Show Report

Show Report: Junya Watanabe S/S 16 Womenswear

by Lucy Norris on 6 October 2015

Lucy Norris reports on the Junya Watanabe S/S 16 womenswear show.

Lucy Norris reports on the Junya Watanabe S/S 16 womenswear show.

A drum roll sounded, and models appeared wearing reclaimed industrial sculptures. Burnt out papery dévoré tunics looked perfectly exhausted, whilst swagged and draped shirtsleeve dresses completed the opening oeuvre. Strips of high shine leather were wound around the neck, and assembled to form braces. The canvas continued to become more layered, as cheetah printed leathers were draped over shoulders. These looks were beginning to look like agenda driven moodboards. 

Reminiscent of the great rubbish tips of Africa, an image that may have been seen by some, but conveniently forgotten by most – this collection reminded one of where all of our old TV sets, fridges and computers end up. Like an apocalyptic wasteland, think of these mammoth dumping grounds as the end of the consumerist conveyer belt. ‘Scavenger’ communities set up camp in amongst the landscape of rubbish. Boys as young as three years old sit and boil sulphur out of our iPhones and keyboards, so they can extract the valuable copper. Many of them become blind due to the toxicity of chemicals. Yep, this collection reminded me of that. Blindness is just one of the many perils, which face the people that attempt to earn a living, scavenging off our obsolete acquisitions. Concern worldwide has described one of the largest tips in Africa, in Dandora, as: "one of the most flagrant violations of human rights in Kenya", whilst the UN says 50 million tones of e-waste is sent to China, Ghana, India and Pakistan every year. Leave it up to the Japanese ‘greats’ to hit upon such a socially driven topic, and embed it in their work. Watanabe is, of course, one of these ‘greats’. It's a brand with an intellectually driven punk spirit, that speaks of the world we live in.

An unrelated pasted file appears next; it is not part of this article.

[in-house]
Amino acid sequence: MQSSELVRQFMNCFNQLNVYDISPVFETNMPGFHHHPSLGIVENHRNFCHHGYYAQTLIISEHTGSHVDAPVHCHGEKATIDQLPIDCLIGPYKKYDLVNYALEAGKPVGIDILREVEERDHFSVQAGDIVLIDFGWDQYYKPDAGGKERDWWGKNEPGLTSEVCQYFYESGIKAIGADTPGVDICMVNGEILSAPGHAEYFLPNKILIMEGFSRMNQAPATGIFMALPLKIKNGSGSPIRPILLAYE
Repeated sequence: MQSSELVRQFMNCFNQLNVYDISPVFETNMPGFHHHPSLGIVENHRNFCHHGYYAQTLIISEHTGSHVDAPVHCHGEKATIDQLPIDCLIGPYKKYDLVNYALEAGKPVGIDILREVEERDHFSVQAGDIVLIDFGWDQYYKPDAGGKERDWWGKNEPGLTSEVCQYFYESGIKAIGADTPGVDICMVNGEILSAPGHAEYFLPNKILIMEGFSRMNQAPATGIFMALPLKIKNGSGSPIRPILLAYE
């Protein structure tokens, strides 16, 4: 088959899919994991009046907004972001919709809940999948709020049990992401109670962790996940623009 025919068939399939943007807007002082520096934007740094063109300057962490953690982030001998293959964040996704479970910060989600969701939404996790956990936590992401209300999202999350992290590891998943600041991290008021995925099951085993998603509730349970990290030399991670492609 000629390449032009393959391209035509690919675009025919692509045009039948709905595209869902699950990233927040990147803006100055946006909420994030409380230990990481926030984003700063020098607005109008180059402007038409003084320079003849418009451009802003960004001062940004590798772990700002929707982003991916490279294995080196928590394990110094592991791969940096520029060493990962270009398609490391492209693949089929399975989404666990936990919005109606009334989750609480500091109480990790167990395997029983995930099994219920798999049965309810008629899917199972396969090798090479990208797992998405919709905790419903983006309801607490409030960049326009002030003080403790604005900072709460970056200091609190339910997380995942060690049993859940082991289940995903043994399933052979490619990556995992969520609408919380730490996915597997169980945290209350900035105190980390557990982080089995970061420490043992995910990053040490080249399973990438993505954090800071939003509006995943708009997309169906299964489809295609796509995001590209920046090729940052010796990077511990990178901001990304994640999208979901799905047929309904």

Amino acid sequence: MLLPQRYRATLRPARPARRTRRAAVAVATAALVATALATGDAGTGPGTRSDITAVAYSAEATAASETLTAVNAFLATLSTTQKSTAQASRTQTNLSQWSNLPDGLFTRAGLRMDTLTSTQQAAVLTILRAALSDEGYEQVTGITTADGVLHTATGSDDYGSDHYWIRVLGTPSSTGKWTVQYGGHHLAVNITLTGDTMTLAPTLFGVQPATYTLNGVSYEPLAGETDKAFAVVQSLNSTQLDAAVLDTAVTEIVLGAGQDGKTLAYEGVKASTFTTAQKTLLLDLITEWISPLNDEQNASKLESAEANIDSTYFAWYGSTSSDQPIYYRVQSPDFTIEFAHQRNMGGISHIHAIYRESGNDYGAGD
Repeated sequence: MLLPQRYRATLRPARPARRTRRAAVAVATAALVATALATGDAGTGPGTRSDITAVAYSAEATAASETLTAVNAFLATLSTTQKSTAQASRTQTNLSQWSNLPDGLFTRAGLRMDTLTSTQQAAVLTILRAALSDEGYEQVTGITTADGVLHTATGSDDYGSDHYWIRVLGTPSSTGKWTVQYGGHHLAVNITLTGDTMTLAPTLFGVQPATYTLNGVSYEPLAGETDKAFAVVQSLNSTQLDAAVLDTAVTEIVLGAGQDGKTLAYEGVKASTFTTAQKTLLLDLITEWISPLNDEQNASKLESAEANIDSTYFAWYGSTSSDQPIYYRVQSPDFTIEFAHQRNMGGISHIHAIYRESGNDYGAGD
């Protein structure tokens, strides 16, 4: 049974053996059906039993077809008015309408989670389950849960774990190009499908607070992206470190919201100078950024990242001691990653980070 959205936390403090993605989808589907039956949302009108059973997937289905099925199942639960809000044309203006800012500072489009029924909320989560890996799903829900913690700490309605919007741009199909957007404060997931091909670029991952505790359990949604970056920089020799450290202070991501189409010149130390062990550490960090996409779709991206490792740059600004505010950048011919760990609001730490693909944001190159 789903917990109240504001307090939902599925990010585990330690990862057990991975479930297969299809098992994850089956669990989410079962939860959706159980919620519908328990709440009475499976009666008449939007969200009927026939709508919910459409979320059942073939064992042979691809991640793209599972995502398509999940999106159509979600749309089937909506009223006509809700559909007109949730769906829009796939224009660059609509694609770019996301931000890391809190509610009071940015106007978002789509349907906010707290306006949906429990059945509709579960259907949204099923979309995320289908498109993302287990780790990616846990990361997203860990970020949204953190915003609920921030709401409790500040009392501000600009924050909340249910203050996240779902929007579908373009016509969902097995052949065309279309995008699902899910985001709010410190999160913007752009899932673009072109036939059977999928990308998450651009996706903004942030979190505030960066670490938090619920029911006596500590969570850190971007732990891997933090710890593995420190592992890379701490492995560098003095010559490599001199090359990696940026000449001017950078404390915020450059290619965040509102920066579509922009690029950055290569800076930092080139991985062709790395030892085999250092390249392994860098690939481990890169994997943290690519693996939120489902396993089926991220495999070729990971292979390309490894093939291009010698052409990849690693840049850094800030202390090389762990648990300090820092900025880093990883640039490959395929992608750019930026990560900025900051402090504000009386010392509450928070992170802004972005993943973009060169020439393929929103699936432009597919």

A tabard of silver circles had a 1960s vibe, and spoke of the decade when mass consumption really exploded. Grey and earthy striped square cut tunics were hooped at the wrist with washer silver pieces. Made up of various metals and plastics, you could probably have played this collection as an instrument. The percussion-based sound track was overlaid with the sounds of an oasis, whilst the models’ headpieces bobbed up and down like the wings of a toucan. The colours gradually became brighter throughout the collection. Starting with the obligatory black and white, fuchsias, bird of paradise blues and forest greens all appeared. A towering headpiece evoked a witch doctor takeover, as op art prints and a woodwind rhythmic soundtrack lulled viewers into an attentive trance. 

Models may have worn markings on their face, but know you will not need bravery to wear this collection. Junya Watanabe is a laboratory brand, a member of the Comme des Garçons family. Not only will these pieces be available in commercial variants. As a designer’s designer, they will help inform the coming seasons.



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